Roasted Tomatillo Salsa

Salsa Tomate Verde Asado

If all-raw tomatillo salsa is all light-fresh-immediate, roasted tomatillo salsa is richer and more settled, balancing freshness with the sweet caramel of pan-roasting. I love the way it perks up grilled steak tacos or makes a black bean tostada a dish to dream about. And a soft tortilla full of chorizo sausage and browned potatoes plays incredibly well with roasted tomatillo salsa. You can make the base of this salsa in advance—as much as several days. But I'd advise you to add the cilantro (finely chop it) and onion when you're ready to serve.

By Rick Bayless
Serves 1 1/2 cups

  • 4 medium (about 8 ounces total) tomatillos, husked, rinsed and halved
  • 2 large garlic cloves, peeled
  • Hot green chiles to taste (I like 2 serranos or 1 jalapeño), stemmed and roughly chopped
  • About 1/3 cup (loosely packed) roughly chopped cilantro
  • 1/2 small white onion, finely chopped
  • Salt

Set a large (10-inch) non-stick skillet over medium-high heat (if a non-stick skillet is unavailable, lay in a piece of foil). Lay in the garlic and tomatillos (cut side down). When the tomatillos are well browned, 3 or 4 minutes, turn everything over and brown the other side. (The tomatillos should be completely soft.)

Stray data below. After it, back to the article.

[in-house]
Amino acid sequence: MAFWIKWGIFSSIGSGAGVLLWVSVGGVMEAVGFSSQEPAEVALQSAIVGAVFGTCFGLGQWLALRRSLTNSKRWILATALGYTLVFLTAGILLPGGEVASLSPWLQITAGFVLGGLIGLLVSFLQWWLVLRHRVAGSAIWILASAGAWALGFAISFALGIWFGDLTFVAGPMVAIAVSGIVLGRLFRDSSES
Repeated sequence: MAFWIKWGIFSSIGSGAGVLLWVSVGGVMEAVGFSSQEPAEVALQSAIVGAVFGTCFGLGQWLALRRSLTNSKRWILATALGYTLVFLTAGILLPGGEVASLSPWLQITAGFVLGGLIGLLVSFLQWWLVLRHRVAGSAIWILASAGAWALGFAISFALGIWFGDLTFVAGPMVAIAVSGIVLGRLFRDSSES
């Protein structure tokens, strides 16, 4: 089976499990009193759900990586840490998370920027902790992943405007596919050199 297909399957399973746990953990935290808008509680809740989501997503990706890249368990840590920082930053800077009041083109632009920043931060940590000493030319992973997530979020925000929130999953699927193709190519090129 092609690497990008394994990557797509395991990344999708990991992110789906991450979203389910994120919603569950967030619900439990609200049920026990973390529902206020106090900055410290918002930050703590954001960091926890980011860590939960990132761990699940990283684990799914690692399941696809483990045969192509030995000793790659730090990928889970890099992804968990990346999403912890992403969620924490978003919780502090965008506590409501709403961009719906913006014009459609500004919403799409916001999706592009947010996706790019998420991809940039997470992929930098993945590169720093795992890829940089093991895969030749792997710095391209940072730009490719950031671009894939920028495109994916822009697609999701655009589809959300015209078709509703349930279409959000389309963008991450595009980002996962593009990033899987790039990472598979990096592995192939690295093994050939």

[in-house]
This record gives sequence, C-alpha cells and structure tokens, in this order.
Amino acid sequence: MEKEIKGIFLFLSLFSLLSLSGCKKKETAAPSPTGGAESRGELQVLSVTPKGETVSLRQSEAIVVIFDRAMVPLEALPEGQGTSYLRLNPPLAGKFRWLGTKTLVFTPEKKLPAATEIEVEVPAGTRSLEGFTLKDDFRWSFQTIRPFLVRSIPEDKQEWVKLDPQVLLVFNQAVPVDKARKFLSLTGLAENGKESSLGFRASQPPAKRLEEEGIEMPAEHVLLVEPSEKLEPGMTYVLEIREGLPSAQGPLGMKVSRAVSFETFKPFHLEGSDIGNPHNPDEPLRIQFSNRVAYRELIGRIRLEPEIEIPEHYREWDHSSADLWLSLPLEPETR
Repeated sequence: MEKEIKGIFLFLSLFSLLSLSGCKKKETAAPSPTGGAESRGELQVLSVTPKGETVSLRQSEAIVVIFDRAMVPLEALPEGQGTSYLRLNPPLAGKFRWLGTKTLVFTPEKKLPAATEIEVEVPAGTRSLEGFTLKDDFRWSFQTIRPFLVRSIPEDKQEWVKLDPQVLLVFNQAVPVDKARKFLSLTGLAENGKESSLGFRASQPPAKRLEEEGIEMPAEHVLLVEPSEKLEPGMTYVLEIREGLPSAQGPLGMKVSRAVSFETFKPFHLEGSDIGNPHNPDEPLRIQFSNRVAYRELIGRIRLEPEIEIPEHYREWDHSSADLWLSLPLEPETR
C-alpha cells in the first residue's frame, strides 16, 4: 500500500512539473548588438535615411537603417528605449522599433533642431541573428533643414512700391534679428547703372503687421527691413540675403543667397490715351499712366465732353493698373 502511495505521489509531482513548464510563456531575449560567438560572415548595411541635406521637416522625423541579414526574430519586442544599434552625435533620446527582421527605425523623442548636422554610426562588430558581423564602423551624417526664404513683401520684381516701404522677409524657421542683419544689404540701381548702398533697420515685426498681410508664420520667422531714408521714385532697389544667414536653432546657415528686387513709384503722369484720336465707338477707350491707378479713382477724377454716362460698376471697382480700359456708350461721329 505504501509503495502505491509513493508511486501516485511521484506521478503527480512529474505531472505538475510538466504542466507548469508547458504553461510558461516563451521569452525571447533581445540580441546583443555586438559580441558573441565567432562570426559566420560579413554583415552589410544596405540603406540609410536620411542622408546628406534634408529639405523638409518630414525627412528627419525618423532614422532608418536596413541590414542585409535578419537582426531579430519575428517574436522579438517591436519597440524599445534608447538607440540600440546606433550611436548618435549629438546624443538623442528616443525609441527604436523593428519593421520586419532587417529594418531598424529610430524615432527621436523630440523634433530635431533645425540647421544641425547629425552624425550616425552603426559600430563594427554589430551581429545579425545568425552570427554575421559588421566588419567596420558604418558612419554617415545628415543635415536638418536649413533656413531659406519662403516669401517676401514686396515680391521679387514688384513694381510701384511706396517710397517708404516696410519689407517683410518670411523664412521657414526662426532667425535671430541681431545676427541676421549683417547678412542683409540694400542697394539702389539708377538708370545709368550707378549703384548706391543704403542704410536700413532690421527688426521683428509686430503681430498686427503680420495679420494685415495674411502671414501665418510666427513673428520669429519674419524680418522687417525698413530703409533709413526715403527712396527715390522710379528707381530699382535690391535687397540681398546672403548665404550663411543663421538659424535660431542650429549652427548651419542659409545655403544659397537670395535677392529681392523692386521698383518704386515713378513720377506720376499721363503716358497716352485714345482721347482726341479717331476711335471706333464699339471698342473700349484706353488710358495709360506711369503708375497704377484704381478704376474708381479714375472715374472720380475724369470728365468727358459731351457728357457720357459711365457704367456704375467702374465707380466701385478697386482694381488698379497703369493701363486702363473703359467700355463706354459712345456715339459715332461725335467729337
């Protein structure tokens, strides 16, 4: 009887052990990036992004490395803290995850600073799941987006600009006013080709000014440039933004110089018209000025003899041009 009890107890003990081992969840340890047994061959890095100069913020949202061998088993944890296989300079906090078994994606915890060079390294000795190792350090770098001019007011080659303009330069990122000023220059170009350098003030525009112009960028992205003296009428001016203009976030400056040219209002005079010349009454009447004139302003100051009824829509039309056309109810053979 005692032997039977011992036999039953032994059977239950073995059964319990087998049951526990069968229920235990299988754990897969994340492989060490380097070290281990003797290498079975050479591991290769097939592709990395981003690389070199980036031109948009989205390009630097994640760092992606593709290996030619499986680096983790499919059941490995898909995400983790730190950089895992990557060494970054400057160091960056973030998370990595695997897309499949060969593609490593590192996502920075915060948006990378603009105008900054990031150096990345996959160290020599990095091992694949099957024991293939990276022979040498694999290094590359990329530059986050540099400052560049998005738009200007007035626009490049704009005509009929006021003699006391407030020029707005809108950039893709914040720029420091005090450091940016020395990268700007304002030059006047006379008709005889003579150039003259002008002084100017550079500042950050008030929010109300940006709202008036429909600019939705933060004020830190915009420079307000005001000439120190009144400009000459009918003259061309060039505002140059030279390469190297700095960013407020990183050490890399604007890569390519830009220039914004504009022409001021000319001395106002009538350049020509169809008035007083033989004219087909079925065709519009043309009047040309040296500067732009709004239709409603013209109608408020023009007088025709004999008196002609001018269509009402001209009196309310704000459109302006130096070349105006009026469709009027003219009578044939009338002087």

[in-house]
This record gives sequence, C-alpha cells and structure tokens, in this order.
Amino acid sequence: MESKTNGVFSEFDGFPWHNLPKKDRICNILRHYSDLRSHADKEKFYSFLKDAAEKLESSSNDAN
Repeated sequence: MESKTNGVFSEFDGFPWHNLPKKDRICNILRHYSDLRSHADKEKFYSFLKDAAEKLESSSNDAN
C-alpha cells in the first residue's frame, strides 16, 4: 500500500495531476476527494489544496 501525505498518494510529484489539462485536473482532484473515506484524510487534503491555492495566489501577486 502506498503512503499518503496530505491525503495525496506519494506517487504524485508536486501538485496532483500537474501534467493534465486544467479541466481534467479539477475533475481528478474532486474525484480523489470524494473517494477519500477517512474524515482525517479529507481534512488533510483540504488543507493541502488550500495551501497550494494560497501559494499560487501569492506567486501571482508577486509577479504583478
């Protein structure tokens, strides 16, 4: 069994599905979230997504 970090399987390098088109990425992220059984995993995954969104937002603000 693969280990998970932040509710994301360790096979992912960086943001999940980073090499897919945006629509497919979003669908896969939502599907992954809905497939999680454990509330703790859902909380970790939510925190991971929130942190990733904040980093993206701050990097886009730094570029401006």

Scrape the tomatillos and garlic into a blender or food processor, and let cool to room temperature, about 3 minutes. Add the chile, cilantro and ¼ cup water. Blend to a coarse puree. Pour into a salsa dish and thin with a little additional water if necessary to give the salsa an easily spoonable consistency.

Scoop the chopped onion into a strainer and rinse under cold water. Stir into the salsa. Taste and season with salt, usually about ½ teaspoon.

Riffs on Roasted Tomatillo Salsa: Though it's common and easy to use small hot green chiles in this salsa, one of my favorite versions includes a whole roasted/peeled/seeded poblano chile coarsely pureed with the other ingredients. It may sound like heresy to Mexican cooks, but a dash of Worcestershire, balsamic or coarse-grain mustard is good in this salsa. If I'm serving this salsa with something off the grill, I'll slow-grill a large green onion or two (or just a slice of white onion), chop it and add it in place of the raw onion. To underscore the tomatillo's natural citrusy tang, I sometimes add a little fresh lime juice. (For more citrus (and herb) ideas, read the Riff on Fresh Tomatillo Salsa—page 000.) Or go full-bore fruity and stir in finely chopped pineapple, apple or pear.

Pasta with Roasted Tomatillos, Chicken or Salmon: Put on a pot of water to boil, then make the salsa without letting the ingredients cool. Boil 12 ounces pasta (fusilli or shells are good choices) in salted water until it's al dente. Drain, reserving ¼ cup cooking liquid. Return pasta to the pot, along with the salsa, the reserved cooking liquid and 2 cups coarsely shredded cooked chicken or salmon—I usually buy rotisserie chicken or pepper-coated hot-smoked salmon that's easy to flake. Sprinkle on a generous cup Mexican queso añejo or Parmesan, toss and serve with chopped cilantro, extra cheese and a few wedges of lime for each hungry eater to add to their liking. Wonderful at room temperature for a picnic.

Mexican Everyday cookbook by Chef Rick Bayless

Recipe from Mexican Everyday by Rick Bayless with Deann Groen Bayless.